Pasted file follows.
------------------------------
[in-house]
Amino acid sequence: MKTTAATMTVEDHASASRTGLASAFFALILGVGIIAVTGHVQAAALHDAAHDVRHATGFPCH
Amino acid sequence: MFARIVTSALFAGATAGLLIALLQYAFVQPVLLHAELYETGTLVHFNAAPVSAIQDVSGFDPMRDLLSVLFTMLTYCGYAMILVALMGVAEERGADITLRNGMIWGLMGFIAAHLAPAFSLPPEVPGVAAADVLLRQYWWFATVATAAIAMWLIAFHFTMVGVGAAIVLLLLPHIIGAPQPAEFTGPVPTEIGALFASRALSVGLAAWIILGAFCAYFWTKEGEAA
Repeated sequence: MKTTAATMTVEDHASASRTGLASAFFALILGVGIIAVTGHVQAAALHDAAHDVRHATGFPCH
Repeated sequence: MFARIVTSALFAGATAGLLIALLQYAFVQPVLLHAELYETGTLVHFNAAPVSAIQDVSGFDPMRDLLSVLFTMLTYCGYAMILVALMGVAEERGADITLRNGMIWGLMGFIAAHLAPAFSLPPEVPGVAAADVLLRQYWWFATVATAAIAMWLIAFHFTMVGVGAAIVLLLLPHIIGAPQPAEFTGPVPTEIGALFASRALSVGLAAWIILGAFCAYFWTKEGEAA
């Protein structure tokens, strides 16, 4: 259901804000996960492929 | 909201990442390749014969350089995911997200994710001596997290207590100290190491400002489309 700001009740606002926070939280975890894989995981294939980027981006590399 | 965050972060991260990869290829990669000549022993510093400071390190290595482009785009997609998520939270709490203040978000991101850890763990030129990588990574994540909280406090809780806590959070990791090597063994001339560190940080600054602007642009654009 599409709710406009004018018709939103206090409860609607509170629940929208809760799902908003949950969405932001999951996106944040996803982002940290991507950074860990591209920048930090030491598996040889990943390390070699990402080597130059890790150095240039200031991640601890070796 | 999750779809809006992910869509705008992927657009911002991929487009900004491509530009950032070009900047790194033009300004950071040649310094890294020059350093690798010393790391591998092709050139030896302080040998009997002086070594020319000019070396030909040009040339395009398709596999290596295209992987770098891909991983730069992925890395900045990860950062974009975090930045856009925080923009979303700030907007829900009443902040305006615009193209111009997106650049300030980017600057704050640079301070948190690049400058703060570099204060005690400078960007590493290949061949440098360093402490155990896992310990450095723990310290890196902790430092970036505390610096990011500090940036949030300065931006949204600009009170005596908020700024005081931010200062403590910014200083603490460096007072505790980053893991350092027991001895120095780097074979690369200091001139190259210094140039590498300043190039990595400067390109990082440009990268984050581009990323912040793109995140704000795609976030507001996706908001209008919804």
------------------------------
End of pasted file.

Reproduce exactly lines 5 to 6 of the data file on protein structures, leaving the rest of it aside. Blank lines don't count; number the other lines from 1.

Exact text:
Repeated sequence: MFARIVTSALFAGATAGLLIALLQYAFVQPVLLHAELYETGTLVHFNAAPVSAIQDVSGFDPMRDLLSVLFTMLTYCGYAMILVALMGVAEERGADITLRNGMIWGLMGFIAAHLAPAFSLPPEVPGVAAADVLLRQYWWFATVATAAIAMWLIAFHFTMVGVGAAIVLLLLPHIIGAPQPAEFTGPVPTEIGALFASRALSVGLAAWIILGAFCAYFWTKEGEAA
């Protein structure tokens, strides 16, 4: 259901804000996960492929 | 909201990442390749014969350089995911997200994710001596997290207590100290190491400002489309 700001009740606002926070939280975890894989995981294939980027981006590399 | 965050972060991260990869290829990669000549022993510093400071390190290595482009785009997609998520939270709490203040978000991101850890763990030129990588990574994540909280406090809780806590959070990791090597063994001339560190940080600054602007642009654009 599409709710406009004018018709939103206090409860609607509170629940929208809760799902908003949950969405932001999951996106944040996803982002940290991507950074860990591209920048930090030491598996040889990943390390070699990402080597130059890790150095240039200031991640601890070796 | 999750779809809006992910869509705008992927657009911002991929487009900004491509530009950032070009900047790194033009300004950071040649310094890294020059350093690798010393790391591998092709050139030896302080040998009997002086070594020319000019070396030909040009040339395009398709596999290596295209992987770098891909991983730069992925890395900045990860950062974009975090930045856009925080923009979303700030907007829900009443902040305006615009193209111009997106650049300030980017600057704050640079301070948190690049400058703060570099204060005690400078960007590493290949061949440098360093402490155990896992310990450095723990310290890196902790430092970036505390610096990011500090940036949030300065931006949204600009009170005596908020700024005081931010200062403590910014200083603490460096007072505790980053893991350092027991001895120095780097074979690369200091001139190259210094140039590498300043190039990595400067390109990082440009990268984050581009990323912040793109995140704000795609976030507001996706908001209008919804």